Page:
6. Martin

    Bp2 was an autocross class for modified corvettes that was discontinued. Some of the cars were modified to run a different class and some were parked like this one. It would not be suitable for roadracing and would cost a lot to return to the street so it’s kind of an orphan.

    8
  7. John

    I have $12,000. I simply cannot decide between buying the two rare Mercedes Benz Superleggera Pontons or something which has the vague shape of a Corvette composite racecar. I am overwhelmed. Maybe I’ll just buy the hearse. It will eventually be useful.

    4
  8. Victor Anderson

    For $12,000 I see no use for this car. No way it would pass any inspection to race or any inspection to drive on street — and would probably suck at autocross like every other front-heavy-front-engine hot rod. By the time you fixed it up to do either you’d of been better off just getting a different car to start with.

    2
  9. Bryan W Cohn

    This obviously was never an SCCA legal road race car. The main hoop of the cage lacks a diagonal cross brace for starters. It is entirely possible it raced in hillclimbs with PHA as they ran to far lower safety rules back then.

    It was and still is a legal SCCA autocross/SoloII race car. The BP stands for B Prepared. The road race class for small block Corvette’s was B Production. Autocross/SoloII rules were much more lax in regard to safety than road racing but what can be seen looks very period correct for late 80’s-early 90’s SoloII competition.

    As for its use/value, with some updates on the safety side it could be a fun vintage race car. Where else are you going to buy a period correct Corvette that would be properly vintage legal for $12,000? The answer is you aren’t.

  10. stillrunners

    Think it’s more than enough to scare those import drift kids……….

  11. gbvette62

    Generally, SCCA Solo cars, were not interchangeable with SCCA A or B Production race cars, though they were similar. In the late 70’s, I crewed for a friend who was racing a BP 69 Corvette in Solo II. He was national champion once, and his wife was BPL national champion 2 or 3 times. In 81, when we decided to go SCCA road racing, he sold the BP Solo car, and built a new car from the ground up for GT1, since it was easier than converting the Solo car to meet the GT1 rules.

    This car would be a good basis for a vintage race car. Most vintage race groups base their rules on the SCCA 1972 GCR (General Competition Rules book). Over the years, the Solo B Prepared rules have remained similar to the GCR’s 72 B Production rules, which were much more restrictive than the GT1 rules, which replaced the A & B Production classes around 79.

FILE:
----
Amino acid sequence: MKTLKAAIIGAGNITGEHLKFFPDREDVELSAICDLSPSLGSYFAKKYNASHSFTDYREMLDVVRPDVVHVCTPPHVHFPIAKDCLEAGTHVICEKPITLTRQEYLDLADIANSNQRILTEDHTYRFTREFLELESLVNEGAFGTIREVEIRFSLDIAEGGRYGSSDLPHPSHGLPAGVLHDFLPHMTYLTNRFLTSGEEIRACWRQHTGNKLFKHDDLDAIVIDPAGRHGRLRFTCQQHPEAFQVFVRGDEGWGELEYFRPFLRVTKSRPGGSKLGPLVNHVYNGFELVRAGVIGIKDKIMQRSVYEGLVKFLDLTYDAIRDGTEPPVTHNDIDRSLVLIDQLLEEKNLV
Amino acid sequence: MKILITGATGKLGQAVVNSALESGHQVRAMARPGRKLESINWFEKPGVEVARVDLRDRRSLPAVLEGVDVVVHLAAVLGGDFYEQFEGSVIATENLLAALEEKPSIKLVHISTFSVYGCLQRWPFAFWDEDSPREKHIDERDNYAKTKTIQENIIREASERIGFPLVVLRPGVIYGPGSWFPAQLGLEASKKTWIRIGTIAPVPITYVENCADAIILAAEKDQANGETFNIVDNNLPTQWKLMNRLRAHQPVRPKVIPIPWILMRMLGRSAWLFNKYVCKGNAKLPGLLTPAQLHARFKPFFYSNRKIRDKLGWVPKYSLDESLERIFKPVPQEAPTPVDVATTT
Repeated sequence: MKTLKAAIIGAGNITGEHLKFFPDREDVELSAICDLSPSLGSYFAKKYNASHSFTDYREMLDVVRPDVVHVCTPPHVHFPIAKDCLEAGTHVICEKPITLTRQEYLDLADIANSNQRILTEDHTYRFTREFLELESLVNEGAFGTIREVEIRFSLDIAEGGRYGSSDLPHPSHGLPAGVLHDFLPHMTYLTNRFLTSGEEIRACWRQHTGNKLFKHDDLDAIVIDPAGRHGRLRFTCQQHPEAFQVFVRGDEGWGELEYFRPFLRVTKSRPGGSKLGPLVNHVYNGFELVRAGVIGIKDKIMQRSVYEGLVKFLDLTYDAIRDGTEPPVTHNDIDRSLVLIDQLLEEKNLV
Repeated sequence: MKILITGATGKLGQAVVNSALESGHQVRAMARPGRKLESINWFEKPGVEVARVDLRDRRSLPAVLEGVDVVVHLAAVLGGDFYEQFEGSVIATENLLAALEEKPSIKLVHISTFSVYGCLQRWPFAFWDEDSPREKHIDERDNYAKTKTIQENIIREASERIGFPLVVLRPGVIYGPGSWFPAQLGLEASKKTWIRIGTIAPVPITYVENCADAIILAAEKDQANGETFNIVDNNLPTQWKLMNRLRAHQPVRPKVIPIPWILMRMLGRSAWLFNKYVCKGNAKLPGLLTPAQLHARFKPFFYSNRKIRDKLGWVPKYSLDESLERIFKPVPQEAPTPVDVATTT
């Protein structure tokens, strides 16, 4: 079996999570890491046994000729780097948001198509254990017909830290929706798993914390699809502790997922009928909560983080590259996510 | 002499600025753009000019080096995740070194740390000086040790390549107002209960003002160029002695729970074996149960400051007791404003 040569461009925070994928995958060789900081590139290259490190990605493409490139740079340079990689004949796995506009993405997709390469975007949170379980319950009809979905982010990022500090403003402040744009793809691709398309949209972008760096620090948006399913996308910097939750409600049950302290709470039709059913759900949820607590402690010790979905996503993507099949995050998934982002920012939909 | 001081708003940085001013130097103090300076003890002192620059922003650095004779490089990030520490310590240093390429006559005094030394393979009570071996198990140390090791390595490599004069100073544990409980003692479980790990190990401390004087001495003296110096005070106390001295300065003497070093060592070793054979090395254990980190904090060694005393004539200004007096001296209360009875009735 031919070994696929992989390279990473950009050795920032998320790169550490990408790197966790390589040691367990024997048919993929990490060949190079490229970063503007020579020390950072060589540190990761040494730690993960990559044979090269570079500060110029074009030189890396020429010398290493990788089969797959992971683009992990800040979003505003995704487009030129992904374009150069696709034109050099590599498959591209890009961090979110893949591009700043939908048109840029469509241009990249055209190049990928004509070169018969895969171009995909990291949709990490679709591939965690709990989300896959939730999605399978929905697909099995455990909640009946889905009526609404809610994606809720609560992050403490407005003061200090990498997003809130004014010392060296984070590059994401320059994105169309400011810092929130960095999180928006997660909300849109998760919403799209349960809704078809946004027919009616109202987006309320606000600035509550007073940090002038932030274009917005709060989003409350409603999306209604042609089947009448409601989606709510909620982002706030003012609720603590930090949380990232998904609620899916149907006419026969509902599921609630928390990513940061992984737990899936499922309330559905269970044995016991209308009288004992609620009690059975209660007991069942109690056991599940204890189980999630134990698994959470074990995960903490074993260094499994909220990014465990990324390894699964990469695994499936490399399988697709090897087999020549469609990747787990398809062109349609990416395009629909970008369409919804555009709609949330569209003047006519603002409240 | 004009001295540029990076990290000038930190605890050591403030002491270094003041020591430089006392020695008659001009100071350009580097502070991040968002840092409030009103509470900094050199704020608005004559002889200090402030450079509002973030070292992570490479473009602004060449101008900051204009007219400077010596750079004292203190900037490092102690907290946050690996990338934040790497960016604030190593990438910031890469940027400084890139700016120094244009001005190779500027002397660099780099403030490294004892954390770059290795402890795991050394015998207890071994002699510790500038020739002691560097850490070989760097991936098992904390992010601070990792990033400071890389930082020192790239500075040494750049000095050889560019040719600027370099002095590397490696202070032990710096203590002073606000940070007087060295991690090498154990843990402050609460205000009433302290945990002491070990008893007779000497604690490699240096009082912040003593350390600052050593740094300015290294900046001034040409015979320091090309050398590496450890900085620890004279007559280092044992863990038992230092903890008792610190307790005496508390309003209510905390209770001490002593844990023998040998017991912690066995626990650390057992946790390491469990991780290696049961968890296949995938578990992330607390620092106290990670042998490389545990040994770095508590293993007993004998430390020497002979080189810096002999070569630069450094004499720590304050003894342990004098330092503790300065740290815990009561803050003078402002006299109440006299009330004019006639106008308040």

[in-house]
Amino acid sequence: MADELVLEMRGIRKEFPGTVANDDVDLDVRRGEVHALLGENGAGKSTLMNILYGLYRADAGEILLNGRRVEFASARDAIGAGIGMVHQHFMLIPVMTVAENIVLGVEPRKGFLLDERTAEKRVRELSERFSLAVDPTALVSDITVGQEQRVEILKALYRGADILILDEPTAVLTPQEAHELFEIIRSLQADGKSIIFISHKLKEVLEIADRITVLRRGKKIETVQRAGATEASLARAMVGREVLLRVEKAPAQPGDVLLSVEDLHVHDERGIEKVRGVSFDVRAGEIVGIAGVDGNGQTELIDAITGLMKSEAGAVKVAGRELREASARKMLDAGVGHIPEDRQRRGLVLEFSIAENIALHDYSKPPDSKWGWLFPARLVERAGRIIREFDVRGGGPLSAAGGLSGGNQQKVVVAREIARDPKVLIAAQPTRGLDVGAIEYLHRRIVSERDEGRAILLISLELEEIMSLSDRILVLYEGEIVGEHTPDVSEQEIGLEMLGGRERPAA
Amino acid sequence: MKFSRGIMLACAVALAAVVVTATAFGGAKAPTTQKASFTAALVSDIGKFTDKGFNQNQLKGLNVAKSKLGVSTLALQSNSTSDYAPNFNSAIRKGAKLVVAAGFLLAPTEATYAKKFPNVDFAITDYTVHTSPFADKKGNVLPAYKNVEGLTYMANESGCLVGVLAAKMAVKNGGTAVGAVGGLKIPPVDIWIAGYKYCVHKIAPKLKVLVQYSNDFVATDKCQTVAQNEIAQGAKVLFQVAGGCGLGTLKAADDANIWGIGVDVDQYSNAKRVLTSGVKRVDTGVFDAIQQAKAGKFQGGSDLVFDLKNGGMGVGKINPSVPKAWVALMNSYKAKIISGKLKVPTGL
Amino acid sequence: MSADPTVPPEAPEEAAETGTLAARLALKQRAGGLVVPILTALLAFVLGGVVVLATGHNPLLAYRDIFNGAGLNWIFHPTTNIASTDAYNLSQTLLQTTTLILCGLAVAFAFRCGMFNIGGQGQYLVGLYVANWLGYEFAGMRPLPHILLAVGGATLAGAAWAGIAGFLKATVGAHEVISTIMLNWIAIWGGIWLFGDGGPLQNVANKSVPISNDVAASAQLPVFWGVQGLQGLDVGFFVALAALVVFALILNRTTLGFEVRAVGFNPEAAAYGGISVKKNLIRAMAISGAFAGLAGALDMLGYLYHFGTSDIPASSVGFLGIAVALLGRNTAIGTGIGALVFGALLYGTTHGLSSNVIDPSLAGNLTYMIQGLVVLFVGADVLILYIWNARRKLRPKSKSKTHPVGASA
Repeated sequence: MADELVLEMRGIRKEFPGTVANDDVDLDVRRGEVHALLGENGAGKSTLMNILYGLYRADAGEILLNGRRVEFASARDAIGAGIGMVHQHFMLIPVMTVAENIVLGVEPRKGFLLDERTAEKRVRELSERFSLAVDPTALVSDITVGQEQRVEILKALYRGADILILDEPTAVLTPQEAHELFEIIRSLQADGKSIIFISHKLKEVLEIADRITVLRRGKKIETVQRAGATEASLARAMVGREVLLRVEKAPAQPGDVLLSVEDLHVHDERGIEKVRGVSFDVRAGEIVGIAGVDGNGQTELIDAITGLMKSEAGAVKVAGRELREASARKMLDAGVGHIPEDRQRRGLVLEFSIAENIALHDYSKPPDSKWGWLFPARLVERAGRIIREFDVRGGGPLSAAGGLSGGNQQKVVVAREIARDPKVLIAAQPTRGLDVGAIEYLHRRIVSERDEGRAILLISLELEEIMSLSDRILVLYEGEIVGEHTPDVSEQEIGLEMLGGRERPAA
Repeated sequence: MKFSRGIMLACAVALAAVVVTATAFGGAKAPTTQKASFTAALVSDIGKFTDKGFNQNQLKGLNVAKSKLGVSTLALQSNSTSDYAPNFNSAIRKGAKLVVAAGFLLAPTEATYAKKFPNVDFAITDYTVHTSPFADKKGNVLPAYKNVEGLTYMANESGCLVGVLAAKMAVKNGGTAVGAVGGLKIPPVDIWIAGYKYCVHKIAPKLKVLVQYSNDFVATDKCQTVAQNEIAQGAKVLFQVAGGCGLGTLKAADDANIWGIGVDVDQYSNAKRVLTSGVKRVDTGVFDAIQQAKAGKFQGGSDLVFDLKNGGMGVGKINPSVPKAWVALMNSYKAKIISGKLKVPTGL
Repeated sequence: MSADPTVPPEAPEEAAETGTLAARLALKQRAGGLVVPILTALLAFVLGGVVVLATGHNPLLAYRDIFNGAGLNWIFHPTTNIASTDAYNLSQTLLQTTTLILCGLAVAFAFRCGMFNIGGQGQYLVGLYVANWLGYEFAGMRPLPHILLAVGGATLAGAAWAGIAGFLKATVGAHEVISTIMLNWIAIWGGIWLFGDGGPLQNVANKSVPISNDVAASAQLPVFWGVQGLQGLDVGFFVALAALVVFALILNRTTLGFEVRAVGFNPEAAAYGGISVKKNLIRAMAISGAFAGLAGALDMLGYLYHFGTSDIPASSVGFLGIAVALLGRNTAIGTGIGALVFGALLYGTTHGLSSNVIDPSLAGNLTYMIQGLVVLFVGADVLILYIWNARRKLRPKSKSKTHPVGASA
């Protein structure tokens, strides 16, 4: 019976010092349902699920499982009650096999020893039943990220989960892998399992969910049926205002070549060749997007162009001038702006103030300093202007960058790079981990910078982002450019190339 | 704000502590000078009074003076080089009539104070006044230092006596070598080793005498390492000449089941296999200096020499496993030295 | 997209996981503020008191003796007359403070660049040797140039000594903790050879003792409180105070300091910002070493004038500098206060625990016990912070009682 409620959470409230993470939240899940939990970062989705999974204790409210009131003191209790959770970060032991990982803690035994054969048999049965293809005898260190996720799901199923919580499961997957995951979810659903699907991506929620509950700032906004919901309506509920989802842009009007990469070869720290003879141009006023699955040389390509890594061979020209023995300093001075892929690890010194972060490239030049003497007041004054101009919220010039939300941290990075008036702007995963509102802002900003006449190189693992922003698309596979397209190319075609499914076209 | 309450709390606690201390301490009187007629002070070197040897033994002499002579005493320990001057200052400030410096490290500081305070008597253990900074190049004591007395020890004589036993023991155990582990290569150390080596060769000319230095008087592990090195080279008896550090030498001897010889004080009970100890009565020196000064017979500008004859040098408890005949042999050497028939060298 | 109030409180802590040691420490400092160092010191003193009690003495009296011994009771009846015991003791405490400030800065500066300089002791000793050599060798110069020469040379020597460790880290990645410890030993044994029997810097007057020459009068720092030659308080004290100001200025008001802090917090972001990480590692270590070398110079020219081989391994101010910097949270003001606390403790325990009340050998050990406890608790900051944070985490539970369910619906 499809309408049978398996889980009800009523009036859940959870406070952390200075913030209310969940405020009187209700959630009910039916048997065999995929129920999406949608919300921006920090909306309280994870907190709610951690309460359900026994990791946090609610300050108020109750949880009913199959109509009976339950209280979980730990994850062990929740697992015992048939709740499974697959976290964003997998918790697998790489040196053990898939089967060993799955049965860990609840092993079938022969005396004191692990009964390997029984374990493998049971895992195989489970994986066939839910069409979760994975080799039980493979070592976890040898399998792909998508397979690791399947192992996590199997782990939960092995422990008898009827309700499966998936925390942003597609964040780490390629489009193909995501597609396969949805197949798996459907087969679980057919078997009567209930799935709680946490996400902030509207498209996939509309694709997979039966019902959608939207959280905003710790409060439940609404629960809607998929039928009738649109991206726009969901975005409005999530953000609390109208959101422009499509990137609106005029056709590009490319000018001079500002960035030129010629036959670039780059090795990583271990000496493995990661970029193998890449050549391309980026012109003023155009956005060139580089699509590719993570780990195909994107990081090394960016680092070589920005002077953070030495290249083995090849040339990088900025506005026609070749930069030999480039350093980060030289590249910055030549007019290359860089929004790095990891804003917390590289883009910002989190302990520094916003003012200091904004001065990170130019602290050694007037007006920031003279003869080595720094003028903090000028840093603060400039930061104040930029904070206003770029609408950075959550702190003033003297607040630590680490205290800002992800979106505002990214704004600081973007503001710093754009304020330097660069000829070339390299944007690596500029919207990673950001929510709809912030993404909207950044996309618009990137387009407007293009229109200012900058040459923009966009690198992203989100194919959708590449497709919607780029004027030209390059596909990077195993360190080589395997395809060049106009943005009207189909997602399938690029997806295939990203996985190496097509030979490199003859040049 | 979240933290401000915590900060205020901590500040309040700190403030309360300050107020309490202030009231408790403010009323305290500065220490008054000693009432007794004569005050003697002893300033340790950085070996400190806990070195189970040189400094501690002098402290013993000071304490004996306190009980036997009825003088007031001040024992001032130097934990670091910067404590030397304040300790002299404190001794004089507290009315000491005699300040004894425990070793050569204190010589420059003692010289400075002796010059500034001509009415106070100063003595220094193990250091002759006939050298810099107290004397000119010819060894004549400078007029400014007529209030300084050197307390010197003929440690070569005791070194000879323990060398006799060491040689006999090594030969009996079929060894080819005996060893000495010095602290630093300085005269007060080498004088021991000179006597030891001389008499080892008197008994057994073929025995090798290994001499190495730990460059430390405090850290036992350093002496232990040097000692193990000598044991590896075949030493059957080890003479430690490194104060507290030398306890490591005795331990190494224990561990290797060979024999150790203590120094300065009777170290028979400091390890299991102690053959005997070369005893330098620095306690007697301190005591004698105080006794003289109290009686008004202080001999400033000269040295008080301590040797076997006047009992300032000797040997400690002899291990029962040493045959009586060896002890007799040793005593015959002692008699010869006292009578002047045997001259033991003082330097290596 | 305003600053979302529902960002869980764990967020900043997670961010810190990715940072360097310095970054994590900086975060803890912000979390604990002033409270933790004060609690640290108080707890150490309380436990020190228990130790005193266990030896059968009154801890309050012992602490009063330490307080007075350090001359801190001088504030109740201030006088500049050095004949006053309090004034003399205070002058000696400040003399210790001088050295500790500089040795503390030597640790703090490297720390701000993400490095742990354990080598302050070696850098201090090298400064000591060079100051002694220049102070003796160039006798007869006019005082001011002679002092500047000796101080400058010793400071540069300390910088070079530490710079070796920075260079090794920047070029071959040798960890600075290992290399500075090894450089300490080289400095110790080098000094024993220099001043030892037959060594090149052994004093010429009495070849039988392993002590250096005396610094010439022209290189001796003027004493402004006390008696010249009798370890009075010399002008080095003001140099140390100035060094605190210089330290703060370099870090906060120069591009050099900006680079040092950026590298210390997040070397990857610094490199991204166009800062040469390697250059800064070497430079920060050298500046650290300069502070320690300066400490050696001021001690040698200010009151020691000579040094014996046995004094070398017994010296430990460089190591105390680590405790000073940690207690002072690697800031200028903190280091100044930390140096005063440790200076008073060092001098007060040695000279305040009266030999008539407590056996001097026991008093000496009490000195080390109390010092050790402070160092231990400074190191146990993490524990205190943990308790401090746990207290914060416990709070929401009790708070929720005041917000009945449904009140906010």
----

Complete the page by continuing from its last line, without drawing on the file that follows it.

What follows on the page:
The biggest drawback to making it a competitive vintage racer is the 383. Vintage rules (like the SCCA GCR), limit engine displacement to .030″ over the stock engine. A 355 ls the largest engine “legally” allowed in a BP Corvette, so the 383 would put the car in AP, where it would be racing with 427 and 454 Corvettes. A & B cars run in the same race, and because of weight breaks given to smaller displacement cars, a BP car can be competitive with an AP car, but rarely beat them. I crew for a driver who vintage races a couple different BP Corvettes, and we win a few races, but the AP cars usually come out on top.

    1
  12. Karl

    It’s certainly an interesting car with a possible racing history? Would the person buying it be doing so to race it again? If so best expect a full rebuild of chassis to conform to the rule changes since it last raced. The engine was already mentioned. If a person bought this to race it and paid 10k for it you will spend substantially more than that getting it into racing form. Interesting car I just don’t know where it fits?

  13. PRA4SNW PRA4SNW Member

    For anyone to consider returning a race C3 back to stock, they would have to start being valued like a C2.
    In other words, it ain’t gonna happen any time soon, if ever.

    • Karl

      Yes I could not agree more, for the money you would be well into a new modern race car, that’s the part to me where I just could not see where this would fit into anything. Not sure what good it’s going to be to anybody?

      • gbvette62

        As someone who’s been involved with Corvettes since the early 70’s, involved in road racing since the late 70’s, and involved in vintage racing for the last 11 years, I can see a lot of potential in this car. I’ve seen old race cars a lot worse than this one, brought back to life as competitive vintage racers. It’s a lot easier and cheaper to restore an old Corvette race car, than it is to do a restoration on a stock, original car.

        One of the Corvettes we race, a 65, crashed heavily last year, bending the frame and requiring a new nose, left door, left rear quarter and rear panel, along with a lot of mechanical parts. That car will be racing again this spring.

        The driver I crew for not only vintage races Corvettes, but has a business restoring, maintaining and selling vintage Corvette and Camaro race cars and Corvette and Camaro street cars. I told him about this car this morning, and he was going to call about it. Another driver we’re friends with, vintage races a 69 Corvette, and has been looking for a car to put together for his son to race. We think this car might be perfect for them to start with.

  14. D Member

    They were a nice sight racing at the Bridgehampton Race Track in NY.